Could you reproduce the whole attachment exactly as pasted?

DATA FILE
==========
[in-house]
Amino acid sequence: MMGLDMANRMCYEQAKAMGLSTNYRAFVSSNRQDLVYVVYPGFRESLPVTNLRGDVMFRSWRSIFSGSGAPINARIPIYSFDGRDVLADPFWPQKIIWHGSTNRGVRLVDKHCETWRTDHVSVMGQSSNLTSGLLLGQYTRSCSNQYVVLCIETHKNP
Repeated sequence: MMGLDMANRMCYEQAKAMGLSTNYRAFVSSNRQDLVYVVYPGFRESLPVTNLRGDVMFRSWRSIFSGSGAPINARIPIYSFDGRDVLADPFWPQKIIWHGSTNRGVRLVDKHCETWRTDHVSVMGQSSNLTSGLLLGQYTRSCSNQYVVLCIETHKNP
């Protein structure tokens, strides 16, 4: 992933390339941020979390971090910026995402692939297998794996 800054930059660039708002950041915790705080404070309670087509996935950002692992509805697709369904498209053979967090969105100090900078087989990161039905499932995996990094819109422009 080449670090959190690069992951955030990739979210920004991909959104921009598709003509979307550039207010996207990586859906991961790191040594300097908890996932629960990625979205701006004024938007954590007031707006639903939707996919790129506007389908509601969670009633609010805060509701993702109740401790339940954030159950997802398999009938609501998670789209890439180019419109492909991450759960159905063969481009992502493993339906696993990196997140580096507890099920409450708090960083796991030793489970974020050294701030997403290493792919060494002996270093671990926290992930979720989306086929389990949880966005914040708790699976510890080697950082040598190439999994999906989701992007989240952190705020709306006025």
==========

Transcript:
[in-house]
Amino acid sequence: MMGLDMANRMCYEQAKAMGLSTNYRAFVSSNRQDLVYVVYPGFRESLPVTNLRGDVMFRSWRSIFSGSGAPINARIPIYSFDGRDVLADPFWPQKIIWHGSTNRGVRLVDKHCETWRTDHVSVMGQSSNLTSGLLLGQYTRSCSNQYVVLCIETHKNP
Repeated sequence: MMGLDMANRMCYEQAKAMGLSTNYRAFVSSNRQDLVYVVYPGFRESLPVTNLRGDVMFRSWRSIFSGSGAPINARIPIYSFDGRDVLADPFWPQKIIWHGSTNRGVRLVDKHCETWRTDHVSVMGQSSNLTSGLLLGQYTRSCSNQYVVLCIETHKNP
């Protein structure tokens, strides 16, 4: 992933390339941020979390971090910026995402692939297998794996 800054930059660039708002950041915790705080404070309670087509996935950002692992509805697709369904498209053979967090969105100090900078087989990161039905499932995996990094819109422009 080449670090959190690069992951955030990739979210920004991909959104921009598709003509979307550039207010996207990586859906991961790191040594300097908890996932629960990625979205701006004024938007954590007031707006639903939707996919790129506007389908509601969670009633609010805060509701993702109740401790339940954030159950997802398999009938609501998670789209890439180019419109492909991450759960159905063969481009992502493993339906696993990196997140580096507890099920409450708090960083796991030793489970974020050294701030997403290493792919060494002996270093671990926290992930979720989306086929389990949880966005914040708790699976510890080697950082040598190439999994999906989701992007989240952190705020709306006025």